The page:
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Beyond the Bale : June 2015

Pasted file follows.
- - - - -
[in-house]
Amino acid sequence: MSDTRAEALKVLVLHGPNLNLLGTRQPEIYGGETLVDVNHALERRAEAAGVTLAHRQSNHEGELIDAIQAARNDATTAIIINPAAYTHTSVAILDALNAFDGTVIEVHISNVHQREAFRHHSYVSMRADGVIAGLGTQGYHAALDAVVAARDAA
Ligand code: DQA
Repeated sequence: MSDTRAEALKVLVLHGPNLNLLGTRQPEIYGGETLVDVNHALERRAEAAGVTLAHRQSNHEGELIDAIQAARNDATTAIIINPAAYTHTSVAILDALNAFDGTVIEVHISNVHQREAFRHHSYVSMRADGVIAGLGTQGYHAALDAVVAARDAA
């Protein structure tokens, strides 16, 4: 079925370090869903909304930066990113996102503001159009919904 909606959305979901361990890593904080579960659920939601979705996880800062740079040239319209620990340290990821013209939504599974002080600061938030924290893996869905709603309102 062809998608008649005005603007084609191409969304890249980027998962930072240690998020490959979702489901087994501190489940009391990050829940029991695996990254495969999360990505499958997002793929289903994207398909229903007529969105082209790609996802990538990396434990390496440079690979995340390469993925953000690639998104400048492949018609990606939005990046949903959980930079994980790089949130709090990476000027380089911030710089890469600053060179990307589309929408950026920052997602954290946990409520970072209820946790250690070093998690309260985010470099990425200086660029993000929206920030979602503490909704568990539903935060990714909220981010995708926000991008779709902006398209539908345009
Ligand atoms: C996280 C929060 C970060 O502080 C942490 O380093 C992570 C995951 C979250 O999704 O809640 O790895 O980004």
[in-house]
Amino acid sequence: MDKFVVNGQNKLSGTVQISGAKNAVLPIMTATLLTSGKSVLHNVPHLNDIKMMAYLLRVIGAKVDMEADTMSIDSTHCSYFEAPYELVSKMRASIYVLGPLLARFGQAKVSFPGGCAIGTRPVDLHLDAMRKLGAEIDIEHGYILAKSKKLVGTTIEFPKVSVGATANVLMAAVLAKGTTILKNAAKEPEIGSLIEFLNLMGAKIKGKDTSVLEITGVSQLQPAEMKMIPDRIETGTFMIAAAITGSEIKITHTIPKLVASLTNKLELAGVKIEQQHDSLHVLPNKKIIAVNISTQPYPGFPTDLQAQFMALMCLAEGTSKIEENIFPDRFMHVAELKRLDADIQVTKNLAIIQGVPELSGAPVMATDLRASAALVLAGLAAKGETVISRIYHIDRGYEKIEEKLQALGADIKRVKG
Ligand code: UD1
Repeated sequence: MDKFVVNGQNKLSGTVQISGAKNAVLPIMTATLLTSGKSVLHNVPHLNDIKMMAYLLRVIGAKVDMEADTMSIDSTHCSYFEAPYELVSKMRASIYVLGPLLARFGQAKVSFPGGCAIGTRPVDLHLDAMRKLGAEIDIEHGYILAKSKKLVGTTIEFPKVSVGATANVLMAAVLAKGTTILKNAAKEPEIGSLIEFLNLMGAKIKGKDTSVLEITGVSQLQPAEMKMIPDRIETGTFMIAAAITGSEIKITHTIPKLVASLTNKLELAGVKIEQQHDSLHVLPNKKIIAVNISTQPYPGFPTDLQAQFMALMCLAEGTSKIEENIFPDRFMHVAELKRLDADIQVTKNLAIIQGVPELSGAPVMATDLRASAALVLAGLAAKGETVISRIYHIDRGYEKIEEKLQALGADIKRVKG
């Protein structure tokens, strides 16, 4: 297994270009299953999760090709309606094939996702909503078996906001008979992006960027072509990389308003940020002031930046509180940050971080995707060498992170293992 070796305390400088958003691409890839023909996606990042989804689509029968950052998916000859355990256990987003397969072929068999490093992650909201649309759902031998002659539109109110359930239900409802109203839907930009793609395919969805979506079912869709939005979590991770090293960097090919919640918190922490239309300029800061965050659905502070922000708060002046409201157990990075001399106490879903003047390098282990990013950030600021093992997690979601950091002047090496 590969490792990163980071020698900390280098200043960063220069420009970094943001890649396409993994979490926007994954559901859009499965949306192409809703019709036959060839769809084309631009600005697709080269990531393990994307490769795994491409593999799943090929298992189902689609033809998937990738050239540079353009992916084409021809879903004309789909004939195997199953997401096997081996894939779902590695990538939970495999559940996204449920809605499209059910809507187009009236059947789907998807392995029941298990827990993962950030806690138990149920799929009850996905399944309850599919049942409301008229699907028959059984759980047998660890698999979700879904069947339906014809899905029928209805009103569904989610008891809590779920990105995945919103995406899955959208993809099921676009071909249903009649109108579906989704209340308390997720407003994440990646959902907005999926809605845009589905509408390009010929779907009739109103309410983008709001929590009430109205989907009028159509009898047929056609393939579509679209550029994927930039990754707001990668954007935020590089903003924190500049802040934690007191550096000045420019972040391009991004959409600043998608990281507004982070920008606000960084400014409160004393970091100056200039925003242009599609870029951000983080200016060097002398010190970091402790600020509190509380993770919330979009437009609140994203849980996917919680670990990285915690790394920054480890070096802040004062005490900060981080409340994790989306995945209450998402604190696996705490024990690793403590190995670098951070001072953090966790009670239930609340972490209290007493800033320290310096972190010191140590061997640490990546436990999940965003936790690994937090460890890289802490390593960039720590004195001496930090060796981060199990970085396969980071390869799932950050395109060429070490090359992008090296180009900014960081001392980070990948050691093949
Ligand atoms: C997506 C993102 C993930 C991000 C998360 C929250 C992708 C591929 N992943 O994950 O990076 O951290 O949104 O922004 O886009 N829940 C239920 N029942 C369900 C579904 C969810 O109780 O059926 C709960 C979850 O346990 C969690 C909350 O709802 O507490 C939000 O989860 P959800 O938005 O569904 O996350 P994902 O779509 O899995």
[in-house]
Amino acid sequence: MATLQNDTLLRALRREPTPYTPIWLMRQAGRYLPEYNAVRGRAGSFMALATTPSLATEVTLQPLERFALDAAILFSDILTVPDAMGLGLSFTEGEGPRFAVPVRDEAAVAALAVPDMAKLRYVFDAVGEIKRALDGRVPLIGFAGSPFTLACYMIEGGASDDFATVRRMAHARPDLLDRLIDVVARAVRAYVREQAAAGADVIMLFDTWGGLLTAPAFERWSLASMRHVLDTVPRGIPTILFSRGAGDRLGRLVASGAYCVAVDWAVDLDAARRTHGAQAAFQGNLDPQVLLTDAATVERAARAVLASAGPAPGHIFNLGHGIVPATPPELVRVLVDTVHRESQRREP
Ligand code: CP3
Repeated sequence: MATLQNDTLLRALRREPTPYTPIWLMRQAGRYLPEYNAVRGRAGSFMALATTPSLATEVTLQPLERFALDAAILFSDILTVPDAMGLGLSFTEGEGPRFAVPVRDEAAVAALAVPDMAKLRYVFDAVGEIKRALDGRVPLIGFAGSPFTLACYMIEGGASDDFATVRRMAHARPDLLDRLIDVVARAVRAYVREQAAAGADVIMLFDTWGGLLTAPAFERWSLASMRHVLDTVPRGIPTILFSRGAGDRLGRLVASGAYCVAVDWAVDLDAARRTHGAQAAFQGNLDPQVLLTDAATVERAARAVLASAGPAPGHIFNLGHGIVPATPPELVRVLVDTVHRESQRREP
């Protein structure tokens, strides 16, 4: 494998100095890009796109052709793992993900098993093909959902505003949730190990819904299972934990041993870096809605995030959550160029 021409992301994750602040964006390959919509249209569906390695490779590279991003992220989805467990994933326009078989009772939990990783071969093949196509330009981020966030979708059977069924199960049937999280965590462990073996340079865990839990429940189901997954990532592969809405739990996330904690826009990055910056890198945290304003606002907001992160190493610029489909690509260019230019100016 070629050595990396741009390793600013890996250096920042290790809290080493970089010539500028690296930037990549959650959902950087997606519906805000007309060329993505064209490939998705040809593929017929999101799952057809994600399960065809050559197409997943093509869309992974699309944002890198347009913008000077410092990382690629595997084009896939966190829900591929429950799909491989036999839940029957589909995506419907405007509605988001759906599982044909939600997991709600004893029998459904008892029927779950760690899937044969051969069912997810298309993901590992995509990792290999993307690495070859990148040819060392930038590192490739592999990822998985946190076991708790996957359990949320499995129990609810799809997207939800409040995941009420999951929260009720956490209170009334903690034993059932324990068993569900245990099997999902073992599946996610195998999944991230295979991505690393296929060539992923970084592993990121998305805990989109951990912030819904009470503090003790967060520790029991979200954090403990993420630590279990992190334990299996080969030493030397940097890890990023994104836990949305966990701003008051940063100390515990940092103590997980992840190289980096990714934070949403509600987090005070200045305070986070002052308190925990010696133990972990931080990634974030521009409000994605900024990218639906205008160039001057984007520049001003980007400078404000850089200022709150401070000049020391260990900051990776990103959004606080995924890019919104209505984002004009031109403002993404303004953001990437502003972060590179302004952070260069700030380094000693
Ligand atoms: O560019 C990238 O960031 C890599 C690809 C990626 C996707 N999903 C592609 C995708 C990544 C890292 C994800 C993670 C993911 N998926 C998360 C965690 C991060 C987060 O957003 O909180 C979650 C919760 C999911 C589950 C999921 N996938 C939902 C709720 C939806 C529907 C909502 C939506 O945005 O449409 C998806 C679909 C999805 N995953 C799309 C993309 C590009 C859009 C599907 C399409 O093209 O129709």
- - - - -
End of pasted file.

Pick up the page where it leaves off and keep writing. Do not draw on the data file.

38 ON FARM Three years ago, fifth generation woolgrower James Walker from Longreach in Queensland, was more than 15,000km from home, in a baseball stadium in New York – all as part of a quest to improve the productive performance of his sheep. James farms 15,000 Merinos on a mixed enterprise pastoral property with highly variable rainfall year to year. He had serious concerns about the viability of creating a repeatable production model in his part of the world; so with the assistance of an AWI- supported Nuffield Scholarship, he set about researching better ways of managing livestock through the variances of seasons. “Getting a suite of data in real-time on, for instance, weights and condition score, would allow us to manage our enterprise without subjective management,” he said. “In a 5000-head flock at $120 per head per lamb, if you are able to increase lambing percentages from 40 per cent to 100 per cent, you could increase your gross income by $360,000, from $240,000 to $600,000 annually, so there’s plenty of opportunity if we research aggressively.” So how did James end up in a baseball stadium in New York? Interestingly, with his Nuffield Scholarship, James didn’t simply identify sheep industry hotspots around the world to visit and learn from – his was a much broader process. “Usually if an innovation is found in the sheep industry around the world it has already been communicated, so I decided to have a look outside the industry to research how they manage ‘organisms’ in the sporting, medical and military fraternities and also the zoological fraternity, just to try and bring in some new ideas.” James was particularly struck by methods in the sporting fraternity for managing elite athletes, which involved measuring what’s known as ‘terminal fatigue’. It’s a management technique which ensures athletes are taken off the field prior to reaching a fatigue level from which they can’t recover, meaning when they re-enter the event, they can have a high impact and be more likely to affect the course of the game. “You’ll notice these days that athletes come off relatively fresh onto the sideline, whereas in years gone past they were absolutely spent and left everything out on the field. Money of course is also very important to sporting teams, so high level management of their athletes’ ‘organisms’ gives them a better chance to advance through their competition and also attract more sponsorship.” Having seen how sporting teams manage their systems, James pondered how the techniques could be applied to animals to allow them to realise their biological potential. “Particularly what is fairly well known is ‘walk- over weighing’, and the algorithm between that and condition scores, but there’s a whole heap of other things that we can research.” Since completing his Nuffield Scholarship, James has been using the technology developed for monitoring the performance of elite athletes to develop ‘Paddock Pulse’ – to electronically monitor animal physiology in real-time to improve profitability, sustainability and animal welfare in the wool industry. “This data could provide an insight into flock dynamics and rank individuals on their feeding efficiencies; it could also identify weak or lame sheep, sheep that have a lamb and high performers,” James said. He also plans to fit sheep with accelerometers (like pedometers) to track the number of steps they take, a proxy for how much energy the animals are using and how far they travel to find food. Portable scales and condition scoring will complement the MONITORING SHEEP • From learning how elite athletes are managed on-field to how zoos benchmark their gorillas, 2012 Nuffield Scholarship recipient James Walker looked in some illuminating places to guide new ways of monitoring sheep to increase their performance. • James encourages woolgrowers to apply for the 2016 Nuffield Scholarship, saying the scholarship is a great opportunity for producers to look at farming’s opportunities and challenges from a new perspective. TO INCREASE PERFORMANCE James Walker from Longreach has been researching better ways of managing livestock through boom and bust years caused by highly variable rainfall. James at the New York Mets baseball stadium with the scoreboard behind him showing all the physiological data for one of the athletes in real-time.